Study: Oral Insulin Absorption Rate Is as Effective as Injected Insulin

Investigators report that they have seen nearly 100% of the hormone from their tablets going straight into the liver of rats.

Investigators from the University of British Columbia found that insulin from their latest version of oral tablets was absorbed by rats the same way that injected insulin is.

“These exciting results show that we are on the right track in developing an insulin formulation that will no longer need to be injected before every meal, improving the quality of life, as well as mental health, of more than 9 million [individuals with type 1 diabetes] around the world,” Anubhav Pratap-Singh, PhD, assistant professor of food processing at the faculty of land and food systems at the university, said in a statement.

Investigators reported that they have seen nearly 100% of the insulin from their tablets going straight into the liver. Previous attempts at developing a drinkable insulin would accumulate in the stomach.

Even after 2 hours, the investigators did not find any insulin in the stomachs of rats.

Injections are not the most comfortable or convenient method of medication for individuals with diabetes, so the investigators worked to solve how and where to facilitate a higher absorption rate.

They developed a different kind of oral tablet, which requires individuals to dissolve it between the cheek and gum instead of swallowing it.

The method uses the thin membrane found within the lining of the inner cheek and back of the lips, which is known as the buccal mucosa. This delivers all the insulin to the liver without decomposing or wasting it along the way.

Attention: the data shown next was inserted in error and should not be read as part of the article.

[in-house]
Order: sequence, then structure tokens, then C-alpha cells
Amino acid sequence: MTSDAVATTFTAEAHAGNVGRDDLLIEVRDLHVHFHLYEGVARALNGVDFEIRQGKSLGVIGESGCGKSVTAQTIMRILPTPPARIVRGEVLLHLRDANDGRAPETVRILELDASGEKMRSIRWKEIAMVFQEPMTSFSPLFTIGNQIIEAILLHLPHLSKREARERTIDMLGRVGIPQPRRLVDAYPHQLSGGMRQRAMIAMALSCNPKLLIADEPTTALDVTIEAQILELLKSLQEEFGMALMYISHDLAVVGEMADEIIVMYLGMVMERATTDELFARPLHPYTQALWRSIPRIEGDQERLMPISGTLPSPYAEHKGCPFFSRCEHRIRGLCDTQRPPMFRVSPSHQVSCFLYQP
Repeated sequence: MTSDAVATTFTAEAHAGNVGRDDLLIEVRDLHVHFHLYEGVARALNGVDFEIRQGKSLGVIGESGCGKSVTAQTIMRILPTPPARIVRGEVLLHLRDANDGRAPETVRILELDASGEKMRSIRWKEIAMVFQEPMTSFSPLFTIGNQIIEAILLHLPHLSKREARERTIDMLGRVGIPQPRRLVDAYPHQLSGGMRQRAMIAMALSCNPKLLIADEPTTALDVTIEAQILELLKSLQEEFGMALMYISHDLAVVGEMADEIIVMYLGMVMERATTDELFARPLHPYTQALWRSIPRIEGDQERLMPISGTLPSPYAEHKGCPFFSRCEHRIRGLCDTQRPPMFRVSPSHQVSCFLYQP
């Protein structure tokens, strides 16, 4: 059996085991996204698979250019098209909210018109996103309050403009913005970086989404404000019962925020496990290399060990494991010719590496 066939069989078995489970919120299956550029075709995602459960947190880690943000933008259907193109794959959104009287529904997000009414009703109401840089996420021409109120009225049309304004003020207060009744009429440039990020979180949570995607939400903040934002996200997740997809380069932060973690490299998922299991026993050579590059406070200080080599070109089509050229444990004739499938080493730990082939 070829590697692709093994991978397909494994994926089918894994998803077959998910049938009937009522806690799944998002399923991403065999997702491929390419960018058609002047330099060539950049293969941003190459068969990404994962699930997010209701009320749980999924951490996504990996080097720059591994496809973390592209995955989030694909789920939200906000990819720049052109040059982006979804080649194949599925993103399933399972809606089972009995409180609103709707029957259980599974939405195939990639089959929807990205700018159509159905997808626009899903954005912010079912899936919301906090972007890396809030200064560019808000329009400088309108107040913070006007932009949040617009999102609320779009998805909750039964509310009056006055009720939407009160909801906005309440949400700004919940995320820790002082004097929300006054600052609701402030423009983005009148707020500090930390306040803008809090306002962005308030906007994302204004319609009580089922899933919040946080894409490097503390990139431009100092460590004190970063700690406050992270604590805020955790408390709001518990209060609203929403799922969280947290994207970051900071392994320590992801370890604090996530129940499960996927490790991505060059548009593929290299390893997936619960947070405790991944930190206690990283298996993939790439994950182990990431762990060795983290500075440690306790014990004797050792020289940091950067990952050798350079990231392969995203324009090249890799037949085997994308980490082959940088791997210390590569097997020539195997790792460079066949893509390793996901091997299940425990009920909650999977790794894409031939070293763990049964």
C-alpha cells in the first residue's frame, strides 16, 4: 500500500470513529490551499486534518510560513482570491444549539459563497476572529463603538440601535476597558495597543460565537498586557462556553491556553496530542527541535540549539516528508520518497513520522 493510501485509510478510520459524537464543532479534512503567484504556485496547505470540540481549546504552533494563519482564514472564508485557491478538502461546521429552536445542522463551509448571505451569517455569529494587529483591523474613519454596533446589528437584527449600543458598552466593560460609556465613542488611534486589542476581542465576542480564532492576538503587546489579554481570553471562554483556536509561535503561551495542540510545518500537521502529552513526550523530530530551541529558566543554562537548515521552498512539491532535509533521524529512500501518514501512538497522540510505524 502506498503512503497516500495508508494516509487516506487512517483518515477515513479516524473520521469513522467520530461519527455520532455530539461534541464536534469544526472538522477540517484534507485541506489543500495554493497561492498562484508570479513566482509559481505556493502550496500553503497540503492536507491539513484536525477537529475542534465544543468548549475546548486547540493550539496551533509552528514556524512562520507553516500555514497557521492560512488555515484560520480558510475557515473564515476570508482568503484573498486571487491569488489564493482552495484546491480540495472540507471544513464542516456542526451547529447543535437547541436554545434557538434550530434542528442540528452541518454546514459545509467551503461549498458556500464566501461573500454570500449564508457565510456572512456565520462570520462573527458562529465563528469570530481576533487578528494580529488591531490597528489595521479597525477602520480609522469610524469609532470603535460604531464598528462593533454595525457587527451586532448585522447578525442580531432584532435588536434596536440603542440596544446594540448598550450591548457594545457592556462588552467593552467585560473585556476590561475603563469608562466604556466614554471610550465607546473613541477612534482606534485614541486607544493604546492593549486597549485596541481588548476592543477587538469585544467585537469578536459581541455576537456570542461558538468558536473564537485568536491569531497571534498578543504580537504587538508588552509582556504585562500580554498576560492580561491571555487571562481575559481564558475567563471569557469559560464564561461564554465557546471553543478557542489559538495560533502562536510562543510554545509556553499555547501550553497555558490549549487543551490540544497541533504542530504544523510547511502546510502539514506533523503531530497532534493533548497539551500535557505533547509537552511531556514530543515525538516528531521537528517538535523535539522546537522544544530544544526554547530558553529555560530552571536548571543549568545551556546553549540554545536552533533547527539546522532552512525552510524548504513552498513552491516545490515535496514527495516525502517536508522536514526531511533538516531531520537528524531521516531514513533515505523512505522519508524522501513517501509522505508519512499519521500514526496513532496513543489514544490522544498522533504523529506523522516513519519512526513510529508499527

“For injected insulin we usually need 100iu per shot. Other swallowed tablets being developed that go to the stomach might need 500iu of insulin, which is mostly wasted, and that’s a major problem we have been trying to work around,” Yigong Guo, a PhD candidate, said in the statement.

Additionally, the delivery of the oral tablet absorbs in about a half an hour and can last for 2 to 4 hours, investigators said.

Other oral insulin tablets in development release insulin slowly over 2 to 4 hours, while fast-release injected insulin fully releases in about 30 to 120 minutes.

Investigators said they require more collaborators, funding, and time before the study can continue into human trials.

However, they think that the tablet they are developing could be more accessible, cost-effective, and sustainable.

“More than 300,000 Canadians have to inject insulin multiple times per day,” Pratap-Singh said. “That is a lot of environmental waste from the needles and plastic from the syringe that might not be recycled and go to landfill, which wouldn’t be a problem with an oral tablet.”

The investigators hope that the oral medication can reduce the cost of insulin per dose, because their alternative is cheaper and easier to manufacture. Additionally, transporting the tablets would be easier for individuals with diabetes, who have to keep their medication cool.

The first part of the study was published in the journal Scientific Reports.


UBC team developing oral insulin tablet sees breakthrough results. News release. EurekAlert. August 30, 2022. Accessed August 30, 2022.

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